Saturday, March 29, 2008
One is as though nothing is a miracle;
The other is as though everything is a miracle.
Ladies and gentlemen: the story you are about to hear is true. Only the names have been changed to protect the innocent...
Does that line sound familiar to you? I think of it every Friday when I'm in Los Angeles for grand jury duty. You see, the United States Courthouse sits right next to Los Angeles City Hall, pictured above. So as I'm walking toward the court house, I can't help thinking of the old TV series "Dragnet," and its lead character, Joe Friday.
Da da dum dum. Can't you just hear the opening notes of the theme song? :-)
I live 50 miles outside of LA, in a fairly quiet suburban area. Ventura County is known for its agriculture, not its traffic jams (although we have our share of those, too.) Living this far away from LA is blessing, but it makes for a nasty commute once a week for jury duty. So I've decided to try and look on the bright side of my weekly early morning drive.
First, I'm up and at 'em before the sun comes up, and I get to see it rise as I drive toward the San Fernando Valley. I make sure to play lovely classical music at that point, to help set the tone for welcoming the light. But once that sun is shining, I switch to rock and roll oldies, and away I go!
I've only lived in California for nine years, coming from Salt Lake City, Utah. So I am still dazzled by all things Hollywood. And I see many of them on my drive every Friday morning. There's the exit to Universal Studios on my left, and the exit for the Hollywood Bowl on my right. Then as I round a curve, I can see that famous round Capital Records building on my right, the recording home of many of my favorite groups when I was a kid (like the Beach Boys, and
When I exit the 101, I drive by the Walt Disney Concert Hall, the Dorothy Chandler Pavilion, and the Mark Taper Forum. Heck, I can even see the celebrated Hollywood sign when I look out the window of the grand jury room.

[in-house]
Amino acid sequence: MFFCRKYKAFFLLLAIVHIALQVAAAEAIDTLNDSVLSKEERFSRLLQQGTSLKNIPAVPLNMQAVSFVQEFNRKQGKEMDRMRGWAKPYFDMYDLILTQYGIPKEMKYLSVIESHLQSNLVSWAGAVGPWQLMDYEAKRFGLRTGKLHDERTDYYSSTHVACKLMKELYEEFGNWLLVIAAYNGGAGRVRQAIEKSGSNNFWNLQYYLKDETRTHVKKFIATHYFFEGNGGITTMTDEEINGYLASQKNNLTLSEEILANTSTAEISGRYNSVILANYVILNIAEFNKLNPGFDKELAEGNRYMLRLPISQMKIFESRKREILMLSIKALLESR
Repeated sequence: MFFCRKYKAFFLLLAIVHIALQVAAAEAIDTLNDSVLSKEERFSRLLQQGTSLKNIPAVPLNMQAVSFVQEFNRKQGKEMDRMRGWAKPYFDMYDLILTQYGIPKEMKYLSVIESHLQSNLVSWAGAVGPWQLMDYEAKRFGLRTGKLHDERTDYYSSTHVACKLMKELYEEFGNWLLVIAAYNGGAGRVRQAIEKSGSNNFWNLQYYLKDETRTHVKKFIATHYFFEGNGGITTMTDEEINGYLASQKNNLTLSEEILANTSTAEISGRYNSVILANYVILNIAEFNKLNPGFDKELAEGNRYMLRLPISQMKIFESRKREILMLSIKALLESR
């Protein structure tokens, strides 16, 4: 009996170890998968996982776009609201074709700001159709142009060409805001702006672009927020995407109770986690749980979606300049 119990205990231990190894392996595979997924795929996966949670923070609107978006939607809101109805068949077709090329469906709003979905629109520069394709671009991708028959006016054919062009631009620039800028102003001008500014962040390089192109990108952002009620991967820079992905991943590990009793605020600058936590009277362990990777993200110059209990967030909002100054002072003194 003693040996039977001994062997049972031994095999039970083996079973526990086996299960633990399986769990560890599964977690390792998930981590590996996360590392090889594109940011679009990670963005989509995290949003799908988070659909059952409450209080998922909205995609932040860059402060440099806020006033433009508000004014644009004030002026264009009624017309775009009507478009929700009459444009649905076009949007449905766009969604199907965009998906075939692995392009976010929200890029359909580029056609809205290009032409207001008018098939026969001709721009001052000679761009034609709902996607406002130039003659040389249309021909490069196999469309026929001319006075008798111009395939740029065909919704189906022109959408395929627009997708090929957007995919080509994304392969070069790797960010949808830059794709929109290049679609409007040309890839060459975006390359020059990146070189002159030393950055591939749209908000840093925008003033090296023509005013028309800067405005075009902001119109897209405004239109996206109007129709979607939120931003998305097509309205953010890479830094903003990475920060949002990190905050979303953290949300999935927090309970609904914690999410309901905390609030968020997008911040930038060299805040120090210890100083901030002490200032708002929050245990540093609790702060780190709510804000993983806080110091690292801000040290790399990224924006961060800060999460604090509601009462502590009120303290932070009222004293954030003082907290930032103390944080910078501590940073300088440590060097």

Yes, my drive into LA takes a little over an hour, and my drive home takes just as long. I could be an old grouch about it (and sometimes, I am!) but I try to make it enjoyable by getting into a tourist's mindset. It's a small miracle that I am seeing and doing what some people only dream of experiencing.
Now, if I could only get Paul McCartney to call me...
* * * * *
A big HUG to all of you who sent good wishes for my birthday. I had a great day - thank you! And many grateful thanks to Diana at Healthy You Challenge for giving one of my posts a shout out. You rock, girl!
Until next time...
Thursday, March 27, 2008
Tomorrow is my 51st birthday, and I can't wait!
Don't get me wrong: there's no huge celebration planned. In fact, I'll be doing my usual Friday grand jury duty in Los Angeles tomorrow. Listening to tax evasion, bank robbery and child pornography cases for one's birthday... quite the party, eh?
No, the celebration this time is more symbolic: I am ready to close the door on my 50th year. It fell short of everything I was hoping for, and was a year of two steps forward, five steps back --and then some.
First, the weight gain. After working so darn hard for two years to get those 45 pounds off, I let them come back with a vengeance. So rather than looking '50 and Fabulous,' which had been my plan, it was more like '50 and Frumpy.' Not quite what I had in mind.